Patch extension can be applied to both the anterior or posterior leaflet depending upon the localization and extent of the lesions. In practice, patch extension of the posterior leaflet is performed more commonly. Following the detachment of the posterior leaflet and the resection of secondary chordae, a diamond-shaped patch of appropriate size is tailored and implanted using a running suture technique. The height of the reconstructed posterior leaflet should be between 15 to 20 mm. It is not advisable to increase the height to more than 2 cm as that may create a curtain effect with a risk of mitral stenosis. Following the patch extension, a ring is selected which is one or two size bigger than the size of the measured anterior leaflet. Typically a ring 30 or 32 mm is selected in female whereas a ring 32 or 34 mm is selected in male. The insertion of smaller rings is associated with the risk of mitral stenosis and early repair failure.

From Carpentier A, Adams DH, Filsoufi F. Carpentier's Reconstructive Valve Surgery. Saunders (Elsevier), 2010

In patients with mitral stenosis and annular dilatation, an isolated commissurotomy may result in mitral regurgitation. In this scenario, it is necessary to implant a remodeling prosthetic ring to prevent post-commissurotomy regurgitation.

In patients with mitral regurgitation and type II dysfunction, minor prolapse of the anterior leaflet should be identified and corrected with chordae repositioning.

Post bypass TEE is critical in patients with rheumatic disease. A mild degree of mitral regurgitation does not require a second look provided that a large surface of coaptation has been created. Residual mean transvalvular gradient less than 5 mmHg is acceptable, but gradients greater than 8 mmHg indicates the need for a second exploration and valve replacement.

 

Results

Open commissurotomy for pure mitral stenosis carries an operative risk of less than 0.5%. The procedure is associated with excellent early and late outcomes. Long-term survival at 10 and 20 years is about 87% and 57-70% respectively. Freedom from reoperation is 78-90% at 10 years and greater than 50% at 20 years. The progression of the disease with constitution of advanced rheumatic lesions (recurrent commissural fusion with calcification, leaflets thickening and calcification) is the principle indication for reoperative mitral valve replacement.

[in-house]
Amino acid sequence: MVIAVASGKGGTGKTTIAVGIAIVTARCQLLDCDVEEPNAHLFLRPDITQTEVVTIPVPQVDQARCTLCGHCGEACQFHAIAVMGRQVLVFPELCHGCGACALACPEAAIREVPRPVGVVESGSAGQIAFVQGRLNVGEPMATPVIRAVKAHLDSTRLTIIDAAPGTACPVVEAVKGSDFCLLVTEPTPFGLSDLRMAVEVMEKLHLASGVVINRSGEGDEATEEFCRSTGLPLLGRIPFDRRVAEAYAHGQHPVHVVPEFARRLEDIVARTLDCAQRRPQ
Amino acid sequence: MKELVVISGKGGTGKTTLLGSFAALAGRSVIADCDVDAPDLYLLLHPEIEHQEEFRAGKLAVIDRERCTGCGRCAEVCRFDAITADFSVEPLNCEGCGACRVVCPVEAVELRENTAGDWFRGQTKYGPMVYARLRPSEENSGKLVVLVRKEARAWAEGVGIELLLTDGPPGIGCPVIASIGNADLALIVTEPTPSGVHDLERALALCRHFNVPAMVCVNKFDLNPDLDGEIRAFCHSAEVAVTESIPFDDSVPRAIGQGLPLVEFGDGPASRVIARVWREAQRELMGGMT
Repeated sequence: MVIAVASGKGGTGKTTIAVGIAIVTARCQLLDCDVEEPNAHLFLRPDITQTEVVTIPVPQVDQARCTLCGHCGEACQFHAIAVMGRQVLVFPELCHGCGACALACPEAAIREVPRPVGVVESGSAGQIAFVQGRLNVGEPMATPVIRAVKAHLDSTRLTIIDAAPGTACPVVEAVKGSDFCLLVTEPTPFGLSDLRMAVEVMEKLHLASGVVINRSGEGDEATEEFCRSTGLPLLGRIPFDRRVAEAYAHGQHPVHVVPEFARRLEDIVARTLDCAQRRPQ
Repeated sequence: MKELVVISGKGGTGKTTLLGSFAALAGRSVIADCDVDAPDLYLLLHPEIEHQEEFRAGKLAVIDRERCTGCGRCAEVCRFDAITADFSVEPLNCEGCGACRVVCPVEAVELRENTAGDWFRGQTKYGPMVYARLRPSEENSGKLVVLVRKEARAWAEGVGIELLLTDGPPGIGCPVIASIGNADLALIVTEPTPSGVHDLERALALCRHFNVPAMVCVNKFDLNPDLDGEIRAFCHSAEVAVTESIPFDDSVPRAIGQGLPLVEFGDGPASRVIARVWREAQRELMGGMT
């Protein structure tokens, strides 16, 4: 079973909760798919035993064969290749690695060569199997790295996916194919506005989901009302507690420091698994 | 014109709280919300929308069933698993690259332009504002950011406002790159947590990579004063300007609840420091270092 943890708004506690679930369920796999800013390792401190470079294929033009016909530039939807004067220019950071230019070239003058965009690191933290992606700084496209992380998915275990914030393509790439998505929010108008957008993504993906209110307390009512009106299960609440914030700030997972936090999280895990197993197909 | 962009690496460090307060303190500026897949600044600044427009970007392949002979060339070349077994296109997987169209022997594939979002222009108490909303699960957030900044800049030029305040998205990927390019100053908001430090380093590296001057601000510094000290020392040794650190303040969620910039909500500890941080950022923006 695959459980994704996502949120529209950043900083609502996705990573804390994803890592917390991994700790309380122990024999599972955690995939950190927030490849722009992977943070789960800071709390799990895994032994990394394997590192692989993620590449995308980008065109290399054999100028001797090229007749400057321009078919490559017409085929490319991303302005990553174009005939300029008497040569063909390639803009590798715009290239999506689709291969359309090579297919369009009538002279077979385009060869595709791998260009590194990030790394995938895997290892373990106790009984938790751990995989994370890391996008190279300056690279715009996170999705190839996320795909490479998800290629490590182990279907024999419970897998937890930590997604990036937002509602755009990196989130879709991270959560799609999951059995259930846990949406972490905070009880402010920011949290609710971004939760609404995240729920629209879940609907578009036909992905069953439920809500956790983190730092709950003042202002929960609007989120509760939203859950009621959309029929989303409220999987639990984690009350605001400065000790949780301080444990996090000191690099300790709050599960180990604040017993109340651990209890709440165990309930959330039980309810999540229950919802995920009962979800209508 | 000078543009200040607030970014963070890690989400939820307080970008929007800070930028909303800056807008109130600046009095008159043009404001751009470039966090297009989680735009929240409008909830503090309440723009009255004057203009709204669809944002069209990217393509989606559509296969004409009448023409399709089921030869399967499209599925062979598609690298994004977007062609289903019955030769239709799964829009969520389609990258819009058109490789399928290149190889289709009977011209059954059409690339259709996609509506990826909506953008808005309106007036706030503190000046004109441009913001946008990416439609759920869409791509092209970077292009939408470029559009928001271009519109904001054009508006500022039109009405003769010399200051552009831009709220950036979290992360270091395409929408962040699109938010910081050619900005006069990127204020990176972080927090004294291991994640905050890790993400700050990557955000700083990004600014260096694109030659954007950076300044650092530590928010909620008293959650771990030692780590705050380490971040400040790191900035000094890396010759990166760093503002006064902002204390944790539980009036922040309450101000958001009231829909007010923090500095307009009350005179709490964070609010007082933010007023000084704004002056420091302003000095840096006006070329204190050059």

Mitral valve reconstructive surgery can be performed safely with good long-term outcomes in a significant number of patients with rheumatic mitral valve regurgitation. The overall durability of the repair in this group of patients is, however, inferior compared to patients with degenerative disease. These inferior results are best reflected by a linearized rate of reoperation which is 2-3% per patient-year. We reported our very long-term results in a series of 951 patients who underwent reconstructive surgery for mitral valve regurgitation from 1970 to 1994. The mean follow-up was 12 years with a maximum at 29 years. In this series, type I, II, and IIIa valvular dysfunction was noted in 7%, 33% and 36% of patients respectively. The prolapse of the anterior leaflet combined with restricted motion of the posterior leaflet (Type II anterior, IIIa posterior) was present in 224 patients (24%). Valve reconstruction was performed in 95% of patients. The overall hospital mortality was 2%. Actuarial survival was 89% and 82% at 10 and 20 years respectively.

Freedom from reoperation was 82% and 55% at 10 and 20 years respectively. In this study, the reoperation rate for type II dysfunction was 1.9% per patient-year whereas it was 2.7% per patient-year for type IIIa dysfunction. Progression of the disease with advanced fibrosis of the mitral valve was the predominant cause of reoperation (83% of cases). The presence of leaflet thickening and commissural fibrosis at the first operation had a negative impact on the late outcomes. The young age of the patients at the first operation was not a predictor of reoperation. Finally, freedom from valve related complications was 82% and 52% at 10 and 20 years respectively. During the last two decades, other groups have reproduced similar results and confirmed our findings.




REFERENCES

Carpentier A. Cardiac valve surgery - the "French correction". J Thorac Cardiovasc Surg 1983;86:323-337

Deloche A, Jebara VA, Relland JY, et al. Valve repair with Carpentier techniques. The second decade. J Thorac Cardiovasc Surg 1990;99(6):990-1002

Chauvaud S, Jebara V, Chachques JC, et al. Valve extension with glutaraldehyde-preserved autologous pericardium. Results in mitral valve repair. J Thorac Cardiovasc Surg 1991 ;102(2):171-8

Carpentier A, Adams DH, Filsoufi F. Carpentier's reconstructive valve surgery. Philadelphia, Elsevier (Saunders), 2010

Phan KP, Nguyen vP, Pham NV, et al. Mitral valve repair in children using Carpentier's techniques. Semin Thorac Cardiovasc Surg Pediatr Card Surg Annu 1999;2:111-120.

Chauvaud S, Fuzellier JF, Berrebi A, et al. Long-term (29 years) results of reconstructive surgery in rheumatic mitral valve insufficiency. Circulation 2001 18;104(12 Suppl 1):I 12- I 15